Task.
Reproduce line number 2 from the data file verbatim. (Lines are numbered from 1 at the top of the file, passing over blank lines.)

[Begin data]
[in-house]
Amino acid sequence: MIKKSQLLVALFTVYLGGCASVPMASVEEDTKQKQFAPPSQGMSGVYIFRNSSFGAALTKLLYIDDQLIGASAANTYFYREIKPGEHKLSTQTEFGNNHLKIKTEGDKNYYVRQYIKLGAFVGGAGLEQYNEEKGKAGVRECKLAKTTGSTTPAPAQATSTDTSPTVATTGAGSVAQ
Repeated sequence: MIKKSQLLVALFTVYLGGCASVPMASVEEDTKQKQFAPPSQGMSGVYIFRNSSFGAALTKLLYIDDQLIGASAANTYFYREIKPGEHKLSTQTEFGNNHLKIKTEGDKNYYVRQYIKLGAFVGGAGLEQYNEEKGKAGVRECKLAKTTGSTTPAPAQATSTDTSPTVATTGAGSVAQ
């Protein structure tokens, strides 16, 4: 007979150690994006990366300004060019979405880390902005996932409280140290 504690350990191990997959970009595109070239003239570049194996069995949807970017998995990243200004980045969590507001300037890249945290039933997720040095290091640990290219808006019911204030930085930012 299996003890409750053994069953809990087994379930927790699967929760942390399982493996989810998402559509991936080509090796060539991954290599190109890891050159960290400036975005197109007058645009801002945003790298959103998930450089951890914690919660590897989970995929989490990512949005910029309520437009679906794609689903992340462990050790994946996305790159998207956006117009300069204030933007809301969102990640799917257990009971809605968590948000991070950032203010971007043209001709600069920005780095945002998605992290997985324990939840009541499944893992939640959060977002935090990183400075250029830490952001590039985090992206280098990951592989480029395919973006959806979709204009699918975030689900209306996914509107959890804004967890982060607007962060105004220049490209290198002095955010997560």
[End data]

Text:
Amino acid sequence: MIKKSQLLVALFTVYLGGCASVPMASVEEDTKQKQFAPPSQGMSGVYIFRNSSFGAALTKLLYIDDQLIGASAANTYFYREIKPGEHKLSTQTEFGNNHLKIKTEGDKNYYVRQYIKLGAFVGGAGLEQYNEEKGKAGVRECKLAKTTGSTTPAPAQATSTDTSPTVATTGAGSVAQ